Updated: 26-Mar-2003 NATO Speeches


26 March 2003


by NATO Secretary General, Lord Robertson
Extraordinary meeting of the Council with the participation of Bulgaria, Estonia, Latvia, Lithuania, Romania, Slovakia And Slovenia

Ladies and Gentlemen,

We meet today for an event that is good news for everybody concerned.

Seven countries from across Europe are taking a great stride towards their common goal of membership of NATO’s transatlantic security family.

Doors closed for decades by artificial divisions of the Cold War were opened last November at Prague and the seven invited countries are now moving smoothly through them.

Today, the 19 Permanent Representatives to the North Atlantic Council will sign the Protocols of Accession to NATO for Bulgaria, Estonia, Latvia, Lithuania, Romania, Slovakia and Slovenia.

This is - by far the largest number of countries ever to join NATO at once.

Nothing could illustrate better the profound transformation of both Europe and our Atlantic Alliance itself.

Today’s ceremony is a vindication of the vision of all those who have, for many years, sought to anchor their countries firmly to a Europe with which they share democratic values.

This ceremony today is a testament to the hard work of all those who have been involved in turning that vision into a reality.

Now we can look ahead with confidence to the process of ratification of the Protocols of Accession by NATO member states.

And we look forward to the successful outcome of this process, and to welcoming our seven future Allies as full members at our next Summit Meeting in May 2004.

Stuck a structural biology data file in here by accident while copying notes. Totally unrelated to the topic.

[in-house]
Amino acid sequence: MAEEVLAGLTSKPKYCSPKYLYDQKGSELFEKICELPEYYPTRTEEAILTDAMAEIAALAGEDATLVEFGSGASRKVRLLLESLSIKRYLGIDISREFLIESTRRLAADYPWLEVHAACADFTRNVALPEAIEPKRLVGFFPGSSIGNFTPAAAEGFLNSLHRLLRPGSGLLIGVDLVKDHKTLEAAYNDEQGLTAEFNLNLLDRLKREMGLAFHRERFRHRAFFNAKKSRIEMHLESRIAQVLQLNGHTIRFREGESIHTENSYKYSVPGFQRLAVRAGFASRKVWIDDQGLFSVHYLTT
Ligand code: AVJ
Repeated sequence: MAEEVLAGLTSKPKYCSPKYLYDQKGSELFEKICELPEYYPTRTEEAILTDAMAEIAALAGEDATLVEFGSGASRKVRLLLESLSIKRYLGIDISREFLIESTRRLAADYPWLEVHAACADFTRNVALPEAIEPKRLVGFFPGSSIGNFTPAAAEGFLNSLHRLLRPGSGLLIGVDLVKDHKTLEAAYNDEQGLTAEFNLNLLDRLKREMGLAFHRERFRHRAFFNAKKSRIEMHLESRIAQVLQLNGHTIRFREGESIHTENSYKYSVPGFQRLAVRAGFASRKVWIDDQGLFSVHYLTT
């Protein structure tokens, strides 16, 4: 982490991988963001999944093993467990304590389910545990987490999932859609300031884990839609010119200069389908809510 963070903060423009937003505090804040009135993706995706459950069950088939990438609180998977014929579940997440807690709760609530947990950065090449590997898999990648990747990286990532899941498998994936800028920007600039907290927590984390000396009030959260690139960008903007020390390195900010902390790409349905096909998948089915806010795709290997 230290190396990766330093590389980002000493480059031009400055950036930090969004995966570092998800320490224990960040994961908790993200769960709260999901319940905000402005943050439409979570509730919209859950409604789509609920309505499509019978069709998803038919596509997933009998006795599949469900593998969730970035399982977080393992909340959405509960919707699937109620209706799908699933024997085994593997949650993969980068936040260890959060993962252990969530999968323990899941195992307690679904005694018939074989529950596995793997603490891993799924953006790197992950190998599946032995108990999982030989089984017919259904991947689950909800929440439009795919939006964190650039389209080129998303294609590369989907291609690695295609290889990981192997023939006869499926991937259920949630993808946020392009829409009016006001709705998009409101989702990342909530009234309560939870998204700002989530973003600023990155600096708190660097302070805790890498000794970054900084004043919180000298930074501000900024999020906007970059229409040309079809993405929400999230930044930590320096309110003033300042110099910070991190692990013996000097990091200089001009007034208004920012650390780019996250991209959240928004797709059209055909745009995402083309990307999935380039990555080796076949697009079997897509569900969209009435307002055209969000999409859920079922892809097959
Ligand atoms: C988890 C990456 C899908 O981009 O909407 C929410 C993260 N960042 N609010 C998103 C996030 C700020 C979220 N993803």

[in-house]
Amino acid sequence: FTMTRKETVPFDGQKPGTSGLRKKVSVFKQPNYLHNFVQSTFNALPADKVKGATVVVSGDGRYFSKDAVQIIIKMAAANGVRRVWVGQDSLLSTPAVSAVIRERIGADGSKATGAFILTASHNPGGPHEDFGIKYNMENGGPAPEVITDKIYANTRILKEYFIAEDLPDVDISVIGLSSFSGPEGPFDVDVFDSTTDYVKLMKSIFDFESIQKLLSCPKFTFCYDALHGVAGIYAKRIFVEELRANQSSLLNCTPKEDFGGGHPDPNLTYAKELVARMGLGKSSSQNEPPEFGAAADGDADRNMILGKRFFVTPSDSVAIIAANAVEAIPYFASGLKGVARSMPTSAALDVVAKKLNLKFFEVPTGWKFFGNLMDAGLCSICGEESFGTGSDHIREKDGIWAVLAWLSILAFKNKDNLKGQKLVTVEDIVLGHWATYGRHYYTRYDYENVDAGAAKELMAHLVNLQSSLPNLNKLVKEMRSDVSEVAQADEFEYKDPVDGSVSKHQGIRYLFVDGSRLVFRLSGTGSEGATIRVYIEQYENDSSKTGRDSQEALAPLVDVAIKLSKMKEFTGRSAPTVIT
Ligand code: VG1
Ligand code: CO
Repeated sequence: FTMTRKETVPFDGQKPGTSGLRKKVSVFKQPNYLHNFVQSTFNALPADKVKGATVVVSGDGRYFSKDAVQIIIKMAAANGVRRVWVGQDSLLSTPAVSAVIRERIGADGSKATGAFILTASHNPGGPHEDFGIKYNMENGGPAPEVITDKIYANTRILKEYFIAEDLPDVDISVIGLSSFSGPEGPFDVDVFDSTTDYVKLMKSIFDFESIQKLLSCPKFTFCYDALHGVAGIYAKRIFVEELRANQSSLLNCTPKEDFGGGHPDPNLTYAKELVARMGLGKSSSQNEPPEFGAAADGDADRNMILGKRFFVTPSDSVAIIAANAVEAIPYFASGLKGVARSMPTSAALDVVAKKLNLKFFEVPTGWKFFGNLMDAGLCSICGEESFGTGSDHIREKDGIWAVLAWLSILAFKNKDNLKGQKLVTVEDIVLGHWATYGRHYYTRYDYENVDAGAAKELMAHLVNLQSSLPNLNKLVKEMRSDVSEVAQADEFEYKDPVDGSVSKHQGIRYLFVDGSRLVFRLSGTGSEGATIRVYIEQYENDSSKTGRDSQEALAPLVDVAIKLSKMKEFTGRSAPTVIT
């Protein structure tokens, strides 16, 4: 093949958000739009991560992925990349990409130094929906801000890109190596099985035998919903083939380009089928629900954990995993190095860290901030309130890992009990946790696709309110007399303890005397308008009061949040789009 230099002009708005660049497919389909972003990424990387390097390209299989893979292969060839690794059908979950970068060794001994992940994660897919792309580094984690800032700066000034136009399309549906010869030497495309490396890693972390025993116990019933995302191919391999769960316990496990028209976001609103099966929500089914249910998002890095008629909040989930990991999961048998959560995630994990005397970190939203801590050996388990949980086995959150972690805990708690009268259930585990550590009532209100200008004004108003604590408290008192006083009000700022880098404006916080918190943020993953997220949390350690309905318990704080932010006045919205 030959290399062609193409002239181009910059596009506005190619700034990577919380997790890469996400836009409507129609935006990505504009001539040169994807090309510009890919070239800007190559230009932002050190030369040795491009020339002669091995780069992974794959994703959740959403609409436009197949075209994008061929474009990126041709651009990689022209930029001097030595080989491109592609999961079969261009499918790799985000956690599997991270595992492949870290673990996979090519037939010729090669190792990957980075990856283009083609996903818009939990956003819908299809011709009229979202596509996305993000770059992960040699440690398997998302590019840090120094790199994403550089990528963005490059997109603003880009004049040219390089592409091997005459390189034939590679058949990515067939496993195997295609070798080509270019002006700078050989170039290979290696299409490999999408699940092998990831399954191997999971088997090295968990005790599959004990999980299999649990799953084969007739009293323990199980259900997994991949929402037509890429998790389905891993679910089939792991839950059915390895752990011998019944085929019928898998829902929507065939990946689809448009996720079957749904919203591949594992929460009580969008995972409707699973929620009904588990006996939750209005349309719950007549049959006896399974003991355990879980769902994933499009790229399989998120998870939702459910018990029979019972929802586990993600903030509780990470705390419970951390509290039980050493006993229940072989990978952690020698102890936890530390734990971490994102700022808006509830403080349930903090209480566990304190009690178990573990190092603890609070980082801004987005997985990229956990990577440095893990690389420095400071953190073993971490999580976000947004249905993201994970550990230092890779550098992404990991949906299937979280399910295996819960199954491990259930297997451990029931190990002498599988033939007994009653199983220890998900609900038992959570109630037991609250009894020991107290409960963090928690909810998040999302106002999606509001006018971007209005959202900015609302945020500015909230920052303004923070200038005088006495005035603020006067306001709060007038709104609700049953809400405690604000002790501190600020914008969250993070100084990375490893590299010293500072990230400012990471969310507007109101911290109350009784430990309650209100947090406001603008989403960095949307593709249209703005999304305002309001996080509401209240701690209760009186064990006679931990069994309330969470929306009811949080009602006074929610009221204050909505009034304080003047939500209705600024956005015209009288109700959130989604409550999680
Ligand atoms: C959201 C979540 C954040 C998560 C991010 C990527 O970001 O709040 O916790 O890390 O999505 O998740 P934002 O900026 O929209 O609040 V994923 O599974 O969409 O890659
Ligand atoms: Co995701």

However, while the ratification process moves to the 19 Alliance capitals, NATO Allies expect the invited countries to continue to vigorously pursue the reform programmes that they have pledged, to ensure that they can make a meaningful contribution to this Alliance.

All seven countries have drawn up timetables for completion of necessary reforms which will enable them to do so, and they will continue to work through the Membership Action Plan, to carry forward all of these reforms.

I am certain that future historians will recognise that this decision to open NATO's doors has been a turning point in the building of a Europe reunited and free: a Europe united in peace, democracy and common values, from the Baltics to the Balkans, from the Atlantic to the Black Sea.

A Europe united in an unbreakable bond with North America.

And as NATO’s Presidents and Prime Ministers said last November in Prague, today’s invitees will not be the last.

NATO’s door remains open.

Joining NATO will bring enormous benefits to our new members.

A seat at the table where key decisions are taken to shape and to strengthen Euro-Atlantic security.

A role in the planning and conduct of major military operations.

And, of course, the ultimate security guarantee of Article 5 of the Washington Treaty.

To the Foreign Ministers of the seven invited countries gathered here today, let me, in the name of the North Atlantic Council, offer my deepest congratulations to you and to your people.

You have shown vision and determination.

You have made the deep changes and forced the pace of reform.

You have made the grade and accepted the responsibilities of being a NATO member.

In a time when we are constantly reminded not to take our security for granted, today's ceremony is a significant and inspiring example that if we stand firm in defence of our values, we can genuinely change history -- for our countries, and for the Euro-Atlantic Community that we are building together.

Together, we make our neighbourhood a safer and more secure place.


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